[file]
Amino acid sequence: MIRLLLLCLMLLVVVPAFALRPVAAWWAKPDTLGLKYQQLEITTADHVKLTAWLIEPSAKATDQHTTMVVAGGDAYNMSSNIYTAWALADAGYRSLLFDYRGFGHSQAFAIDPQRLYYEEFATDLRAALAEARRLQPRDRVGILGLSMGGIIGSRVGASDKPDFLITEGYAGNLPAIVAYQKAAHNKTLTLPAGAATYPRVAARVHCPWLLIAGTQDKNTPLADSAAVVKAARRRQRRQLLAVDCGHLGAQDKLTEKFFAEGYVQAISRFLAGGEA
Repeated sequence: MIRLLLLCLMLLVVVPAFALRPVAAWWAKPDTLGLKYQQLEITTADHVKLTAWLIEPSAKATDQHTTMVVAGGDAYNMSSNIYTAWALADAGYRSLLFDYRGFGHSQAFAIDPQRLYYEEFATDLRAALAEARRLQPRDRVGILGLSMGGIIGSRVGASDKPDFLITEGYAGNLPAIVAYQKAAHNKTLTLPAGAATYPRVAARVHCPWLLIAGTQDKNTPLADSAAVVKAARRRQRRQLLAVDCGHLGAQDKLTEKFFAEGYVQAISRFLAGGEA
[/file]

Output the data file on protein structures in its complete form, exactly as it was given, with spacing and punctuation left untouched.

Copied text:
Amino acid sequence: MIRLLLLCLMLLVVVPAFALRPVAAWWAKPDTLGLKYQQLEITTADHVKLTAWLIEPSAKATDQHTTMVVAGGDAYNMSSNIYTAWALADAGYRSLLFDYRGFGHSQAFAIDPQRLYYEEFATDLRAALAEARRLQPRDRVGILGLSMGGIIGSRVGASDKPDFLITEGYAGNLPAIVAYQKAAHNKTLTLPAGAATYPRVAARVHCPWLLIAGTQDKNTPLADSAAVVKAARRRQRRQLLAVDCGHLGAQDKLTEKFFAEGYVQAISRFLAGGEA
Repeated sequence: MIRLLLLCLMLLVVVPAFALRPVAAWWAKPDTLGLKYQQLEITTADHVKLTAWLIEPSAKATDQHTTMVVAGGDAYNMSSNIYTAWALADAGYRSLLFDYRGFGHSQAFAIDPQRLYYEEFATDLRAALAEARRLQPRDRVGILGLSMGGIIGSRVGASDKPDFLITEGYAGNLPAIVAYQKAAHNKTLTLPAGAATYPRVAARVHCPWLLIAGTQDKNTPLADSAAVVKAARRRQRRQLLAVDCGHLGAQDKLTEKFFAEGYVQAISRFLAGGEA